To assess whether outcomes of strabismus surgery are improved by using the adjustable suture technique and to determine which subgroups of strabismus patients benefit most from the adjustable suture technique.
A retrospective chart review.
A total of 535 adults who underwent strabismus surgery between 1989 and 2010.
Success was defined as ≤10 prism diopters (PD) for horizontal deviations and ≤2 PD for vertical deviations. Differences in the proportion of successful strabismus surgery were analyzed using a chi-square test with an alpha of 0.05.
MAIN OUTCOME MEASURES:
Ocular alignment in primary position at a 7-day to 12-week follow-up examination.
A total of 491 patients met the inclusion criteria (nonadjustable suture, n = 186; adjustable suture, n = 305). The success rates for the nonadjustable and adjustable groups were 61.3% and 74.8%, respectively (χ(2)=9.91, P=0.0016). Adjustable suture use was particularly beneficial for patients undergoing a reoperation for childhood strabismus (success rate: nonadjustable, 42.4%; adjustable, 65.7%; P=0.0268; n = 100). The differences in outcomes were not statistically significant for patients with childhood strabismus undergoing a primary surgery (nonadjustable, 65.0%; adjustable, 81.4%; P=0.1354; n = 90) or with thyroid orbitopathy (nonadjustable, 76.7%; adjustable, 74.1%; P=0.8204; n = 57).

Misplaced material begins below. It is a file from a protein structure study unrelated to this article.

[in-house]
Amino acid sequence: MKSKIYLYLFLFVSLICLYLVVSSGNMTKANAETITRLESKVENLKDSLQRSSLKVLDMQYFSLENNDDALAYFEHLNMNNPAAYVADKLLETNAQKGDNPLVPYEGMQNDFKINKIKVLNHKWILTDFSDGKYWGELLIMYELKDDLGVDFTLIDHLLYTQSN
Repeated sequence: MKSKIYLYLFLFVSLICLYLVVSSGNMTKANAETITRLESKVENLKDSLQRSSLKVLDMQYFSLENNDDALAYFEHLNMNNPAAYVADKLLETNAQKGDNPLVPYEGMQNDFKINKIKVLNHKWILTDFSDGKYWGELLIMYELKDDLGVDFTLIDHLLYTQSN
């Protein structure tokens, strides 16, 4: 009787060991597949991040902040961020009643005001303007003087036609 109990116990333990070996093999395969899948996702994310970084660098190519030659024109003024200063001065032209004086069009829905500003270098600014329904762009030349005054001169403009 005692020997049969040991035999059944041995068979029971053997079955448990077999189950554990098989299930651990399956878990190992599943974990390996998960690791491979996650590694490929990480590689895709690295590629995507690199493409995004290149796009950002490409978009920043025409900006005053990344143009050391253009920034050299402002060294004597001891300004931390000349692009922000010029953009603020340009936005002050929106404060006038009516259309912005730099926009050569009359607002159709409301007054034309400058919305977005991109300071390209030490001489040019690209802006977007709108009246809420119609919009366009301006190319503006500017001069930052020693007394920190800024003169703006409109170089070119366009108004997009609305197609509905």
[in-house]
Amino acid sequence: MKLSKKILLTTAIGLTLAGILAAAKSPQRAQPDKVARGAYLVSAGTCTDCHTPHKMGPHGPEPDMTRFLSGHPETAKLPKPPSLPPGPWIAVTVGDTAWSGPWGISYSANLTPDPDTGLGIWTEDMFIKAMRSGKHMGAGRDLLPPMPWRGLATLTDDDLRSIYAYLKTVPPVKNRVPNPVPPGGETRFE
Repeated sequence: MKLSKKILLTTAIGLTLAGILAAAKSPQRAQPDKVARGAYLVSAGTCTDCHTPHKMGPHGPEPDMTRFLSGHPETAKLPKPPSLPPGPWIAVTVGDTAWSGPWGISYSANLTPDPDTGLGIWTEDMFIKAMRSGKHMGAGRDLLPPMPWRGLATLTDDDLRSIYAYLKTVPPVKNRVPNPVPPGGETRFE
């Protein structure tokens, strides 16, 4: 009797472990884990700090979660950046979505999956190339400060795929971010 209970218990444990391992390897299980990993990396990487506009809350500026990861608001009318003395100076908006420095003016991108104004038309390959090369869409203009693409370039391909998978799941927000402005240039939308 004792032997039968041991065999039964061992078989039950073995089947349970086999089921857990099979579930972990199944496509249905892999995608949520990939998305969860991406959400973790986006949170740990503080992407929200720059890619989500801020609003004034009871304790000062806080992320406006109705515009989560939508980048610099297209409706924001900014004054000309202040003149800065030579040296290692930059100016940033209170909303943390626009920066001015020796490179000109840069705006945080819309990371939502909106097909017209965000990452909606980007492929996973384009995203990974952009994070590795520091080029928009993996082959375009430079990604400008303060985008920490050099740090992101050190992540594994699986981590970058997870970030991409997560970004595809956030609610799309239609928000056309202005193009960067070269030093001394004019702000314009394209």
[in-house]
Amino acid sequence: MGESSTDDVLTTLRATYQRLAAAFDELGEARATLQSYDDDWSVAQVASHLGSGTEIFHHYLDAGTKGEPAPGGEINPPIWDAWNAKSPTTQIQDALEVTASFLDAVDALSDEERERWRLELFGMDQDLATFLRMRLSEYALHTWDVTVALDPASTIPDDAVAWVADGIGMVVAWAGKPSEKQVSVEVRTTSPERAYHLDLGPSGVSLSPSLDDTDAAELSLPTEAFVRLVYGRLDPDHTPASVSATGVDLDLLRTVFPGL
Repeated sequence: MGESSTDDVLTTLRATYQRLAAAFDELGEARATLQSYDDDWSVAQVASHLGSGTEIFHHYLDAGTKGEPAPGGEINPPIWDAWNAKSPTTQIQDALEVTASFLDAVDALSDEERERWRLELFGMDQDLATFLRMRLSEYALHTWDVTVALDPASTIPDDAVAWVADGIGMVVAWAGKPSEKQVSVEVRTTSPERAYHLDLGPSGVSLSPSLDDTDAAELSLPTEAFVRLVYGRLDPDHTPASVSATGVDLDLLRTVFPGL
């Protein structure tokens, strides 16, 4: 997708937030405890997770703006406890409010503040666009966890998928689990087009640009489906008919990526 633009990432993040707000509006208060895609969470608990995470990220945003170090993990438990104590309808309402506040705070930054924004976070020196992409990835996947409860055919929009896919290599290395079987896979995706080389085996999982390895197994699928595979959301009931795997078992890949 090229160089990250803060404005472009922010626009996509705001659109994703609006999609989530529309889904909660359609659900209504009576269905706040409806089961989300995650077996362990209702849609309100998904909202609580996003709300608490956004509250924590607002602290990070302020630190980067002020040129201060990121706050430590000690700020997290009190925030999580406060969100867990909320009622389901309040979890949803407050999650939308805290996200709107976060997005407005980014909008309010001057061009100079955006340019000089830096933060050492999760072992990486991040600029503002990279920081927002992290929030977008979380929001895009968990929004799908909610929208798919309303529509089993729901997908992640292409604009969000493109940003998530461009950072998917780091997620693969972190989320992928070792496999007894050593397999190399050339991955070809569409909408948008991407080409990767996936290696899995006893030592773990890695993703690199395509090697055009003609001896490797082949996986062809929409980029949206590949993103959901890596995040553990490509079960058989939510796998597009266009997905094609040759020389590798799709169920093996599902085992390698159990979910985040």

Strabismus surgery using adjustable sutures was associated with improved short-term ocular alignment compared with strabismus surgery without the use of adjustable sutures. Adjustable sutures were most beneficial for patients undergoing reoperations for childhood strabismus.
Improved ocular alignment with adjustable sutures in adults undergoing strabismus surgery.